Being a mentor is just as important as being a mentee. Supporting and advising junior colleagues can be a very rewarding and fulfilling experience. If there is an opportunity to mentor a junior colleague, try to seize it. Just remember that serving as a mentor takes time and commitment, so be prepared to make the investment. Find more information about ACC’s Mentoring Program on ACC.org.
Other opportunities to support junior colleagues may come in the form of requests for advice with regards to cardiology fellowship, reference letters, research projects and special elective rotation requests. There are a few great references on mentoring including an article in the Harvard Business Review for mentees looking for a mentor and an article in the Journal of the American College of Cardiology on the importance of mentorship after training.
Involvement in Professional Societies
Engagement in several professional society activities and committees provides excellent opportunities to advance your knowledge in the field, engage in academic activities and establish mentoring relationships. Many societies provide leadership development for Early Career members such as ACC’s Emerging Faculty Program. Involvement in these professional societies may also provide opportunities for research funding through several research grants. An easy way to become more involved is to simply engage at a local chapter level.
Collaborate, Collaborate, Collaborate!
It is important to remember that you are a part of a very active professional community. Do not practice in isolation. To expand your knowledge and scope, engagement with others in your field will be vital both in terms of possible research ideas or projects and in other academic endeavors. For example, getting involved in national trials and registries as a principal investigator for your practice site could provide many opportunities for collaboration.
Be Creative, Take the Initiative
Once you have established yourself in a new job, do not be afraid to be creative. If there is a need to start a new program, seize the opportunity, especially if you have the interest and skills that would complement such a program. Innovation does not mandate isolation – you do not have to go it alone. Build your team and speak to experts in the field to explore program ideas. Seek advice and mentorship from others who have pursued similar endeavors to see what does and does not work. Try to engage your hospital administrators and department chair early in the process to determine what resources are available and the business model for your program. Start small and build on it as you go along. Community events to raise awareness are also an important factor in building your program and physician referral base.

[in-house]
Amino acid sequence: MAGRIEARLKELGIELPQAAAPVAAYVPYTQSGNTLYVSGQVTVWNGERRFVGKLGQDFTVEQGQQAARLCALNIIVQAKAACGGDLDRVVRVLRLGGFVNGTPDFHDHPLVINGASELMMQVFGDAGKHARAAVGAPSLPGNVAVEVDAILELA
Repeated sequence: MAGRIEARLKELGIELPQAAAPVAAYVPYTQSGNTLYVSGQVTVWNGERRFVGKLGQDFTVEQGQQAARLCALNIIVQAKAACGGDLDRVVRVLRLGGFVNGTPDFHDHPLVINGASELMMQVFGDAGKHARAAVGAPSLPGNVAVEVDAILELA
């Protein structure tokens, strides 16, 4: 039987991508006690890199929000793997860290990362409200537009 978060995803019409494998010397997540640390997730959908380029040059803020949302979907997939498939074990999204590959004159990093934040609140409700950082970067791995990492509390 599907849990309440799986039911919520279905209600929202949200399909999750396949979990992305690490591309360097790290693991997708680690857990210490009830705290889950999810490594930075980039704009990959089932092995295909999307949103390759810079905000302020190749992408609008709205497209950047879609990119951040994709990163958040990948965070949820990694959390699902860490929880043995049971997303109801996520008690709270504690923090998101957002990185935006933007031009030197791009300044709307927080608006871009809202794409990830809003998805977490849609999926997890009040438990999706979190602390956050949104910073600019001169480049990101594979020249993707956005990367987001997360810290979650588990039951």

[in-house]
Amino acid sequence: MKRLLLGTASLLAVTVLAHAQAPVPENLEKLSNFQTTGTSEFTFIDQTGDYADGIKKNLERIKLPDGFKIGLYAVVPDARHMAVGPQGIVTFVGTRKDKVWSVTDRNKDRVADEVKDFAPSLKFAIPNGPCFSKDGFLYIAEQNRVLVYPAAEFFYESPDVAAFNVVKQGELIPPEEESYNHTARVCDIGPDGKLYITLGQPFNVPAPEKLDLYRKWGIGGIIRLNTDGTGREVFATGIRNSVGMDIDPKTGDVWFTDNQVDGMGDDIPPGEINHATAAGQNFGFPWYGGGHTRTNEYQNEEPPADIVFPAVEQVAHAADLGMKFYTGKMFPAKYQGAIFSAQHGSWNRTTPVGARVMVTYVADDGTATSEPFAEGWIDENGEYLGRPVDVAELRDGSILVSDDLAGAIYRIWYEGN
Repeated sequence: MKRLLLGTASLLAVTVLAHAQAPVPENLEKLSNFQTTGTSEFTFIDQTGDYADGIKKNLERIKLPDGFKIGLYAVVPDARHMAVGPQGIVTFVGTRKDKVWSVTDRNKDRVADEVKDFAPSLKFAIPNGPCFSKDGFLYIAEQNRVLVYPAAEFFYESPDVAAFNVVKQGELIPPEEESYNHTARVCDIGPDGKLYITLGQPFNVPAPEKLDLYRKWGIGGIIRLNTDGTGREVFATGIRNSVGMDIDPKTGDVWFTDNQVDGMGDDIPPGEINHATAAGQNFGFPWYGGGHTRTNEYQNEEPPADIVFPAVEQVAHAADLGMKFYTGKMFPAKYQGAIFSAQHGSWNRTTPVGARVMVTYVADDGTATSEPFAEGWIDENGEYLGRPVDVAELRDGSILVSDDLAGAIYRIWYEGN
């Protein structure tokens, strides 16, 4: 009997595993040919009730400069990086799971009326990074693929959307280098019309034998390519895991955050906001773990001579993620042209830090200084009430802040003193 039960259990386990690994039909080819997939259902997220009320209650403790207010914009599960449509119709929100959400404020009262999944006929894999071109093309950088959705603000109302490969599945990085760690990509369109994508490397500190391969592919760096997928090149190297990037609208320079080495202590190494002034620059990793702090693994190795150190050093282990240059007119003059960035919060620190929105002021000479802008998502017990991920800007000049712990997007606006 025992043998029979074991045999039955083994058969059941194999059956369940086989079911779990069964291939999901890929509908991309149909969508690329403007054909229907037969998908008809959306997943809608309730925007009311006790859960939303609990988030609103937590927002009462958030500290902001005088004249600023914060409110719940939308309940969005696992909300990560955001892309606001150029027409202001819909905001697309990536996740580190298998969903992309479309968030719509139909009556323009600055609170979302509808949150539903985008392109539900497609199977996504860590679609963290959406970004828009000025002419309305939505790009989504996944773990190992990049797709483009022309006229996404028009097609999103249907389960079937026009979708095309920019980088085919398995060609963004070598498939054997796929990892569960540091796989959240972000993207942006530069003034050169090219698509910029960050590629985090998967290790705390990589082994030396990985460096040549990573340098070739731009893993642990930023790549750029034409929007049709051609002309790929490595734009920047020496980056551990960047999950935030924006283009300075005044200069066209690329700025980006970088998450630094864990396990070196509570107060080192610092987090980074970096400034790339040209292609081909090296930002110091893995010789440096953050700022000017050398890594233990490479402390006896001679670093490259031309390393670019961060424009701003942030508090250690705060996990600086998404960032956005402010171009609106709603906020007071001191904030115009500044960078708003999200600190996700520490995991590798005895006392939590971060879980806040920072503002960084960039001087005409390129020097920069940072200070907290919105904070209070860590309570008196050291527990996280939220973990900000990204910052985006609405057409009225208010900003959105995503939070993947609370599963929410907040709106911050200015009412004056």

The Importance of Teaching and Acquiring New Skills
Cardiology is an ever-changing field and it is important to stay up-to-date on the latest in diagnostic testing and therapeutics. This can be achieved through a multitude of Continuing Medical Education programs offered through several professional societies. Learning formats vary and provide a wide variety of options for your learning style. For example, learning through multimedia allows you to optimize your time such as listening to podcasts during your commute to and from work or while you go for a run. These activities may serve a dual purpose by providing Maintenance of Certification, as well. It is important to be receptive and adaptive to learning new skills in your field to remain relevant. Teaching your junior colleagues is equally important and may be in the form of bedside teaching, didactic lectures, hands-on training or interpretation of cardiac imaging tests.
The Importance of Networking and Responsible Use of Social Networks
Networking is vital to your career as it has many benefits and allows an exchange of knowledge. It can also facilitate career promotion by opening doors to opportunities that are not advertised. Networking through professional societies allows exposure to new initiatives, educational programs and committee involvement, while also generating research ideas and research project collaboration.
Social media platforms such as Twitter are frequently utilized to meet other colleagues both nationally and internationally and serve as a platform to promote your work and research publications. Twitter may also be useful to keep up with new research studies and provide a source of continuous learning, especially for the cardiac imaging community with cases posted from colleagues around the world. It is important to ensure that patient privacy is adhered to; therefore, guarantee that any patient identifiers are removed before posting a case. Remember to use hashtag #ACCImaging for great imaging cases or to participate in some of ACC’s Journal Club discussions.
Social media platforms should always be used responsibly and professionally compromising statements or pictures should not be posted. These platforms are becoming increasingly relevant in cardiology as they are a great learning resource and provide an opportunity to engage with other colleagues in the field.
Enjoy Your Journey
At the end of the day, your career is a journey filled with highways, hills, valleys and small tree-lined streets. You will chart your own path. Remember that the joy of your career is not so much about the destination but the journey and people you meet along the way. Life is short – savor and enjoy your career as much as possible!
This article was authored by Renee P. Bullock-Palmer, MD, FACC, cardiologist at the Deborah Heart and Lung Center in Browns Mills, NJ.